Standard raster files are JPEG, PNG, and GIF (more on these file types below).

Vector images are far more adaptable, rather than having a defined proportion or a set number of pixels, they are composed of proportional formulas. In simple terms, this means vector files are very “flexible.’ If you need a graphic that requires resizing – like a logo that is used on multiple publications or even as a bus wrap – Vector is your guy!

Common vector files are EPS, AI, and PDF.

Hi-Res vs. Low-Res

Hi or Low Resolution refers to the density of pixels in an image. Dots per inch (DPI) or Pixels per inch (PPI) are units of measure that show the density of pixels in an image. Images used for the web will have a lower resolution as opposed to images used for print, which will have higher resolution. Images for print require a lot more quality than those which are just used on the screen!

Be careful not to send off a design to print that is low-res; otherwise, you may find yourself with a blurry or distorted printed image. Likewise, if an image for your website is too hi-res, you’ll be waiting forever for it to load.

Lossless vs. Lossy

Lossless or lossy refers to the way data is compressed in a file and how much information it keeps. Compression is used to reduce file sizes and change various attributes of an image file.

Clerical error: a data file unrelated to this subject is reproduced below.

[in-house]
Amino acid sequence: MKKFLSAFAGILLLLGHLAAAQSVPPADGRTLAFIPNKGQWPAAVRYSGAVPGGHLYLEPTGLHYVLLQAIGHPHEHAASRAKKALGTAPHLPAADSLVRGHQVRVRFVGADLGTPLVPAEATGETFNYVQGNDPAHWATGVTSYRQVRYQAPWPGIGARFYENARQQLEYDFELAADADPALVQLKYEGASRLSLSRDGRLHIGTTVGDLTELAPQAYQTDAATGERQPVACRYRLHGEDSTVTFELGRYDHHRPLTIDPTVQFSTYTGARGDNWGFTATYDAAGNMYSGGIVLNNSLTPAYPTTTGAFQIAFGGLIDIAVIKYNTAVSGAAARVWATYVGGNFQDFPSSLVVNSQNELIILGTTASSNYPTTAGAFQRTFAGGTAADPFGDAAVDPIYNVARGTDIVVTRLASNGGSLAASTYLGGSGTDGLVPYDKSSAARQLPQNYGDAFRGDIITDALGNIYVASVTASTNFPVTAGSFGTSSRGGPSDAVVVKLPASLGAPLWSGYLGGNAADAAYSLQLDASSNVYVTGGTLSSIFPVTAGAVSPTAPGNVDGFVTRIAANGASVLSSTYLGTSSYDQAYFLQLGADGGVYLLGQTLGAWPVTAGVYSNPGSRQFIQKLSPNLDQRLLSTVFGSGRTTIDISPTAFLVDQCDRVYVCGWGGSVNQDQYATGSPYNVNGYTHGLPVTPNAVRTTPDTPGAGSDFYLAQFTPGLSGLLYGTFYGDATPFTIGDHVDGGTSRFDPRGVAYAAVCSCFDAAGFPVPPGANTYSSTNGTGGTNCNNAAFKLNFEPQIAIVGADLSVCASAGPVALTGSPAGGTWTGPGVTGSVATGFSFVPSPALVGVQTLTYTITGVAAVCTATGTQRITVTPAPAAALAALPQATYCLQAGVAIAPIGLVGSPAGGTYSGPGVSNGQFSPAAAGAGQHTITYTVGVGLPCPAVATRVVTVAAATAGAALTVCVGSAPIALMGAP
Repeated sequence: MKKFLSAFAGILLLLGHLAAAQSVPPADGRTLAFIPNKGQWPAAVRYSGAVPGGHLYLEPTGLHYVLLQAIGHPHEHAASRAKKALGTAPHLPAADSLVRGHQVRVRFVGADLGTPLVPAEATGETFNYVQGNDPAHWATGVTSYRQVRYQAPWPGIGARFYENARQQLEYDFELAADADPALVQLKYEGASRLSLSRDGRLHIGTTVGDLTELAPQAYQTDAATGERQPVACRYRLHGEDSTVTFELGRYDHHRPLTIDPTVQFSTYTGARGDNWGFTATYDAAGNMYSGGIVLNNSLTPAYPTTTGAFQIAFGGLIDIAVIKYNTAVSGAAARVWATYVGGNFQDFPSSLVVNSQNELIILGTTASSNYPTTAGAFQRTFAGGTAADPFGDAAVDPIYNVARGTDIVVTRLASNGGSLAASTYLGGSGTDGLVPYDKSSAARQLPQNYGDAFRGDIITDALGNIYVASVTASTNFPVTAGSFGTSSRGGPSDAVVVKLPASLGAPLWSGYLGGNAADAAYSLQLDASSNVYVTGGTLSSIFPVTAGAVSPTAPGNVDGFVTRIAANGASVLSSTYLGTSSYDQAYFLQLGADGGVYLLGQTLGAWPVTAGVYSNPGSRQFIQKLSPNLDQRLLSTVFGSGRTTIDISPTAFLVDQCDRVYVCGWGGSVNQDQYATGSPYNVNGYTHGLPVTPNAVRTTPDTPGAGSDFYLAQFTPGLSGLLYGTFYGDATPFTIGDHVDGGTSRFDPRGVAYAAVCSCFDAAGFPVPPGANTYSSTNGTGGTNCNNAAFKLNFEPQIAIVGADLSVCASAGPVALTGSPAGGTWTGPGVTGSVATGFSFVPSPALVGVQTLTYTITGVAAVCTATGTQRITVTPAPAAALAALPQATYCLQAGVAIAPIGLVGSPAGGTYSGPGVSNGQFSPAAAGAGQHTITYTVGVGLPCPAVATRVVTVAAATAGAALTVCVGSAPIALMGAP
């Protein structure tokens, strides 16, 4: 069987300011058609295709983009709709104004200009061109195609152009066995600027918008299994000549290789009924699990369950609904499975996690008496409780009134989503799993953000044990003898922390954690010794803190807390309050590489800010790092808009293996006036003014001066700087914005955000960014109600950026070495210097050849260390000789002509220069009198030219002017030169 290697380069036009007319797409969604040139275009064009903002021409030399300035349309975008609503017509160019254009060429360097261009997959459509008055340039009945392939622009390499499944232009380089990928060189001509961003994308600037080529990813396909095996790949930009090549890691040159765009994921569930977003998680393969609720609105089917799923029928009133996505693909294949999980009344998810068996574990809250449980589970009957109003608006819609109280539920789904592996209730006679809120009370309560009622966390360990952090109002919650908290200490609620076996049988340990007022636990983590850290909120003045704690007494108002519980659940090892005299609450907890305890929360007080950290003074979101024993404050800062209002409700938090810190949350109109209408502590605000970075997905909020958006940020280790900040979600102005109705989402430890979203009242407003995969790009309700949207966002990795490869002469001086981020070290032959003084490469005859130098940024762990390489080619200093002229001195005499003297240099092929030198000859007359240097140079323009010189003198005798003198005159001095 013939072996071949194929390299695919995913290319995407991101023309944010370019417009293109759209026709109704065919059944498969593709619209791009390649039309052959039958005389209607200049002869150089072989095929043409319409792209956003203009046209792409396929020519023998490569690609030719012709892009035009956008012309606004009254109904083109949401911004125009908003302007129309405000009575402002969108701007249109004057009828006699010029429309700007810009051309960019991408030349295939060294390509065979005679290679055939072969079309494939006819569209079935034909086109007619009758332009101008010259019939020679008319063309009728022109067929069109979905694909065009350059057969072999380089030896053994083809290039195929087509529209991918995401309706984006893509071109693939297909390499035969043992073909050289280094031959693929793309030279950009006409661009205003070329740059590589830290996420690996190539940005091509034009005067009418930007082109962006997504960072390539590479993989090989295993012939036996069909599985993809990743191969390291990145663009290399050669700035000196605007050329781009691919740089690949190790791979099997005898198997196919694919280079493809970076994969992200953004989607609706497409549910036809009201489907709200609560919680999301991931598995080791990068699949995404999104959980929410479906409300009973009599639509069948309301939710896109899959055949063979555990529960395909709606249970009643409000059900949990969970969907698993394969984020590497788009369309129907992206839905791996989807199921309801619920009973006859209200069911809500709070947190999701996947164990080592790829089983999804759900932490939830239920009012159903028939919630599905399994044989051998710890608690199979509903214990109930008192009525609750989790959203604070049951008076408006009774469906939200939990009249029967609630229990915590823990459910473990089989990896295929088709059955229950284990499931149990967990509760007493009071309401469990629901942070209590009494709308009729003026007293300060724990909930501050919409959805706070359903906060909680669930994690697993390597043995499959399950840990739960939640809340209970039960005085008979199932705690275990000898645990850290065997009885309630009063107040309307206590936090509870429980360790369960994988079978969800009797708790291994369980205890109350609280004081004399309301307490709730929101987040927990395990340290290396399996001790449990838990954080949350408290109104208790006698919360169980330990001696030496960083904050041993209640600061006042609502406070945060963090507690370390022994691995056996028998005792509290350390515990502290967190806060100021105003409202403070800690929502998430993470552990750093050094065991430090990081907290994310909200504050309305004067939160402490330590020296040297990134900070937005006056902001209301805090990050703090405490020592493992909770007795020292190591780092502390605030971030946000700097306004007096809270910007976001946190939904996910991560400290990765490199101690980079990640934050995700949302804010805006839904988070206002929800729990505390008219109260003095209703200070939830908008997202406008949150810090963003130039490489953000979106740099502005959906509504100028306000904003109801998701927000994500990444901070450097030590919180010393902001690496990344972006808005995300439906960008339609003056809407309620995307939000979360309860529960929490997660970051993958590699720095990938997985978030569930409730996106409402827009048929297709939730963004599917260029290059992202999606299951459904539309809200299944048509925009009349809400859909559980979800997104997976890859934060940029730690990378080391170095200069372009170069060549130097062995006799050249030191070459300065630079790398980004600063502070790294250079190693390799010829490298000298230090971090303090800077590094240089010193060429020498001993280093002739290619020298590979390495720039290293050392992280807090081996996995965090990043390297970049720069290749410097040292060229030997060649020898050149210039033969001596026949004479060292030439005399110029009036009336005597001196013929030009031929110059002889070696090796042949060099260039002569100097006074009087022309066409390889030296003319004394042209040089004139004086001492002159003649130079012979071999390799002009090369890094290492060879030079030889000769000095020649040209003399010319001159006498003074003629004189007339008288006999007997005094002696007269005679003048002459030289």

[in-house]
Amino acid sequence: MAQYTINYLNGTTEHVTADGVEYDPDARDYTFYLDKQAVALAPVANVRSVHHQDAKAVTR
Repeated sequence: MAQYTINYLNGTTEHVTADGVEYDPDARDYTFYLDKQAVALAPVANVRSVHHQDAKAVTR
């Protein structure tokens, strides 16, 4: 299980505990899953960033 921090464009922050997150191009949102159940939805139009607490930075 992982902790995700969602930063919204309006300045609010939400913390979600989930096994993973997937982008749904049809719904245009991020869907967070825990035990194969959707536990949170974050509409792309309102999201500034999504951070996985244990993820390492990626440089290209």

Lossless compression means that as the file size is compressed, the picture quality remains the same – it doesn’t get worse. Also, the file can be decompressed to its original quality. Lossy compression permanently removes data, meaning that some of that original data is lost when compressed or converted.

Have you ever downloaded a few files at a time and found that your files are stored in a zip file, which then need to be extracted? When you extract those files & reconstruct them, if the files are lossless, they’ll reappear as good as new. If they are lossy, you might be missing some of the quality.

PNG files are lossless, while GIF and JPEG files are lossy.